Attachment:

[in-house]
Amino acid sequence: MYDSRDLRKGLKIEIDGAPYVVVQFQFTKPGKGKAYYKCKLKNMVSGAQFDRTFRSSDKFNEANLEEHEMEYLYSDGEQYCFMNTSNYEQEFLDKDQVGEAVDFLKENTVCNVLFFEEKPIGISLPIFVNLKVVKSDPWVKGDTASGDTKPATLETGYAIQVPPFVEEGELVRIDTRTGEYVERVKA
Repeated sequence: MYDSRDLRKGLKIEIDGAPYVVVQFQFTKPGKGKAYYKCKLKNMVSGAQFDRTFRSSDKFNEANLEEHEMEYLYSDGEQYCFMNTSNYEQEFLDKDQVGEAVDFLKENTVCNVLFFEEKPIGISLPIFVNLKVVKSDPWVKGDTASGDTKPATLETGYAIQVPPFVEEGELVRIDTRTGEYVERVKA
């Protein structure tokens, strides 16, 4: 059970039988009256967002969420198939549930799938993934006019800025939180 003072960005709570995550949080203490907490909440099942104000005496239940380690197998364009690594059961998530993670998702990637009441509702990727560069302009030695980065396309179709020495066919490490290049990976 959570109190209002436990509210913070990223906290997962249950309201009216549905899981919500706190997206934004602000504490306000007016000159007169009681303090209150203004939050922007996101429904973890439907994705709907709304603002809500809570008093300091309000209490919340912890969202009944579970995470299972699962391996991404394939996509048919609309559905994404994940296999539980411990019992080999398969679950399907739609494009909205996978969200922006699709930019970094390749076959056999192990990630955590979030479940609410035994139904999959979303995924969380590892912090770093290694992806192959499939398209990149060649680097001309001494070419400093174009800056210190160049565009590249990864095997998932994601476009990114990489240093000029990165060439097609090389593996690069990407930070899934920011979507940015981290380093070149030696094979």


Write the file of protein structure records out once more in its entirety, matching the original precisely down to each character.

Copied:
[in-house]
Amino acid sequence: MYDSRDLRKGLKIEIDGAPYVVVQFQFTKPGKGKAYYKCKLKNMVSGAQFDRTFRSSDKFNEANLEEHEMEYLYSDGEQYCFMNTSNYEQEFLDKDQVGEAVDFLKENTVCNVLFFEEKPIGISLPIFVNLKVVKSDPWVKGDTASGDTKPATLETGYAIQVPPFVEEGELVRIDTRTGEYVERVKA
Repeated sequence: MYDSRDLRKGLKIEIDGAPYVVVQFQFTKPGKGKAYYKCKLKNMVSGAQFDRTFRSSDKFNEANLEEHEMEYLYSDGEQYCFMNTSNYEQEFLDKDQVGEAVDFLKENTVCNVLFFEEKPIGISLPIFVNLKVVKSDPWVKGDTASGDTKPATLETGYAIQVPPFVEEGELVRIDTRTGEYVERVKA
């Protein structure tokens, strides 16, 4: 059970039988009256967002969420198939549930799938993934006019800025939180 003072960005709570995550949080203490907490909440099942104000005496239940380690197998364009690594059961998530993670998702990637009441509702990727560069302009030695980065396309179709020495066919490490290049990976 959570109190209002436990509210913070990223906290997962249950309201009216549905899981919500706190997206934004602000504490306000007016000159007169009681303090209150203004939050922007996101429904973890439907994705709907709304603002809500809570008093300091309000209490919340912890969202009944579970995470299972699962391996991404394939996509048919609309559905994404994940296999539980411990019992080999398969679950399907739609494009909205996978969200922006699709930019970094390749076959056999192990990630955590979030479940609410035994139904999959979303995924969380590892912090770093290694992806192959499939398209990149060649680097001309001494070419400093174009800056210190160049565009590249990864095997998932994601476009990114990489240093000029990165060439097609090389593996690069990407930070899934920011979507940015981290380093070149030696094979």